What followed this furor was a definitive finale: First, the Galilee Liberation Group, an Israeli-Arab terror organization, claimed responsibility for the attempted terror attack. They said they had sent Khatib.

Then — surprise! — the police released a video tape of the whole thing, and indeed it shows that Khatib had grabbed a gun and shot a security guard.


Some 1,000 Israeli Arabs attended Khatib’s funeral . One of them was MK Jamal Zahalka, who refused to believe the evidence of the video tape and said, “We don’t recognize the right of the settlers, the guards, and the security services to be in Jerusalem, which is occupied land.”


Senior IDF officers are increasingly concerned about the military build-up in Gaza and are becoming less reticent about expressing those concerns. One official referred to what’s going on in Gaza as "a security pressure cooker," implying that it’s only a matter of time before things explode. What the officers are seeing is that Hamas is preparing for confrontation with Israel.

Some draw a parallel with what happened with Hezbollah last year: for six years we knew what was happening with regard to arms build-up, yet failed to respond. They warn that waiting makes the situation more dangerous. The difference between now and our situation with Hezbollah is that "[now] the IDF is prepared for a wide scale operation in Gaza.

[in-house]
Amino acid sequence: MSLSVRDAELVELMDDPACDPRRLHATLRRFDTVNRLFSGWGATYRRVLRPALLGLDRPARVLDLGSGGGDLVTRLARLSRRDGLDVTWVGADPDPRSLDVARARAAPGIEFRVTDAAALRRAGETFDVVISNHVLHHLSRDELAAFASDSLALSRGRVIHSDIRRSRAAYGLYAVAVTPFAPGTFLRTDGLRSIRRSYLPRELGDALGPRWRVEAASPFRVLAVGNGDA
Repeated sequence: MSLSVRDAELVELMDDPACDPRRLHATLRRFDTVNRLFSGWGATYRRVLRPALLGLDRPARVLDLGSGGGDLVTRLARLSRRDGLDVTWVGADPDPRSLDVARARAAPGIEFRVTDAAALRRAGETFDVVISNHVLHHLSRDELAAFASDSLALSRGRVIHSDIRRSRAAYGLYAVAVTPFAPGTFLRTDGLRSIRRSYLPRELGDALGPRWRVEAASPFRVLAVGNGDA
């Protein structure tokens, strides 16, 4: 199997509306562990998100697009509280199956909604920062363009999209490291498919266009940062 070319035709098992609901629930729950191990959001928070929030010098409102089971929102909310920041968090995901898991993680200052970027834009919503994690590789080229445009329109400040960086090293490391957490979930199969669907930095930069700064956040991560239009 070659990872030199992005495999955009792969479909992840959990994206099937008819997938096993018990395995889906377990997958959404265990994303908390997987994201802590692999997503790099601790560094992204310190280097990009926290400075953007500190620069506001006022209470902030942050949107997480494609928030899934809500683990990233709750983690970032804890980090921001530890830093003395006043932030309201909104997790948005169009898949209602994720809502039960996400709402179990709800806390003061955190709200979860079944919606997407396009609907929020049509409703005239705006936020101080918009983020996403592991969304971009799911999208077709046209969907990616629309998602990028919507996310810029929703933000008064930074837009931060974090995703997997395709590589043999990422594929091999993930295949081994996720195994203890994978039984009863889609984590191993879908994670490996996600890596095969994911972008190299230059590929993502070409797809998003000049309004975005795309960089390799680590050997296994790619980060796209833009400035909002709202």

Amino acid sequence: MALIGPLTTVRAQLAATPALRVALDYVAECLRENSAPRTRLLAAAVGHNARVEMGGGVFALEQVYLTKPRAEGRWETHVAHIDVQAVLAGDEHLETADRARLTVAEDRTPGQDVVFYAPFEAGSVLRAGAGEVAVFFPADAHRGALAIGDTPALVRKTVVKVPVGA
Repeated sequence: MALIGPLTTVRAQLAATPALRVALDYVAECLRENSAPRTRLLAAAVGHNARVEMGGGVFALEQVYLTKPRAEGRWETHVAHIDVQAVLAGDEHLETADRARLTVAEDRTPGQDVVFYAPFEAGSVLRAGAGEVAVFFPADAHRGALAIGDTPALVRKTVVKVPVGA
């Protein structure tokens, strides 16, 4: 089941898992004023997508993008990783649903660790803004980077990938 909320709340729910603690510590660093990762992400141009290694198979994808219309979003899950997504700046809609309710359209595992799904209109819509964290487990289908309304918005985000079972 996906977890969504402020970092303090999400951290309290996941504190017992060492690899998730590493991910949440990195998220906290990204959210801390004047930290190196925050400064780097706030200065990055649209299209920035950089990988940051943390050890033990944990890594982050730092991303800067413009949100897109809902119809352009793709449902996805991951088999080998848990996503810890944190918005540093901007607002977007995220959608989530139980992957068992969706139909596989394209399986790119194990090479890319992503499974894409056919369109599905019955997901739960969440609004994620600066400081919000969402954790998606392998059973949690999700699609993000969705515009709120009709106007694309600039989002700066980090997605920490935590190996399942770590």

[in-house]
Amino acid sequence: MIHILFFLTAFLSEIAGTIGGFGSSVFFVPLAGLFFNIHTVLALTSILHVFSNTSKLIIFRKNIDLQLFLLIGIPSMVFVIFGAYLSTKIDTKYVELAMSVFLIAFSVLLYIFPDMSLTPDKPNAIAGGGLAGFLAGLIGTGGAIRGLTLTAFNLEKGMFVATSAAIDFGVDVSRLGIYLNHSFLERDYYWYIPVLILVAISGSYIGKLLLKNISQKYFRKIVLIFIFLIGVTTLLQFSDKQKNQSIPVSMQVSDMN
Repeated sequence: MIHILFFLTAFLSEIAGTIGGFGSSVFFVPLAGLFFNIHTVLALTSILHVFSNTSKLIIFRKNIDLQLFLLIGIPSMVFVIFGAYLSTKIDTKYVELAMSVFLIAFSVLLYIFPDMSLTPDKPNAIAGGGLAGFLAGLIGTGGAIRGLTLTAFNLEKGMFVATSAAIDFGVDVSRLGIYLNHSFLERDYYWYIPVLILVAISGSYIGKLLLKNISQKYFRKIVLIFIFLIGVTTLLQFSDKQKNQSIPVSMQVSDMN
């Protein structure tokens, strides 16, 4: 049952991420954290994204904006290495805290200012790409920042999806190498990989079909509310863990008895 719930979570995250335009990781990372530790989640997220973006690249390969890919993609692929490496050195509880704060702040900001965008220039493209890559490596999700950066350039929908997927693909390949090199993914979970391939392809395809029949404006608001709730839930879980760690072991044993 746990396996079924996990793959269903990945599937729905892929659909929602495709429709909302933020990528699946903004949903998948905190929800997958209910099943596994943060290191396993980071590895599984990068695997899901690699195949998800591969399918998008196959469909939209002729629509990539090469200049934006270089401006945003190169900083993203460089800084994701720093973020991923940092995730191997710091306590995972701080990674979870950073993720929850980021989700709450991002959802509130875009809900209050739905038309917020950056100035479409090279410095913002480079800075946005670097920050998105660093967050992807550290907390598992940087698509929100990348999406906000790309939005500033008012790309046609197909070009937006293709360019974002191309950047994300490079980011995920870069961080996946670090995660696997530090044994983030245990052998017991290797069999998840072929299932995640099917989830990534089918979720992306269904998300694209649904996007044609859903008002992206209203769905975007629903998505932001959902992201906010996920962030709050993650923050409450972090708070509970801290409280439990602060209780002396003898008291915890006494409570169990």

“The ball is now in the political echelon’s court.”

Neither is Judea and Samaria outside this situation . Warned Brig.-Gen. Shlomo Brom, “There are still active terror cells there, that have decided to lay low for the meantime, but could definitely become violent should the situation in Gaza change.”


According to PA officials, Abbas has decided to hold elections within the next six months, including in Gaza. Hamas, of course, is still saying they won’t permit this.

What is more, Ahmed Yusef, a political adviser to Haniyeh in Gaza, said that Hamas was holding secret talks with Fatah leaders to resolve the situation, with Abbas having authorized certain Fatah persons to negotiate on his behalf. Abbas, he explained, was keeping the talks on "low flames" to see if he could secure anything from the Americans or the Israelis.

While Fatah is denying this furiously, it sounds just about right to me.


Dore Gold, head of the Jerusalem Center for Public Affairs, has written a piece, "The dangers of ‘peace’ making," for The World Street Journal. We tend to think, he says, that trying to make peace can’t hurt, but indeed it can.

"…mishandling the Israeli-Palestinian issue," he says, "can exacerbate the threat of radical Islam, especially if it deepens the sense in radical Islamic circles that their military efforts have paid off.

"…The errors of past Israeli-Palestinian peacemaking have not been cost-free. They have real consequences in terms of loss of life and a deepening conflict. These initiatives do not halt the assault of radical Islam against the West. In fact, if mishandled, they can make it far worse."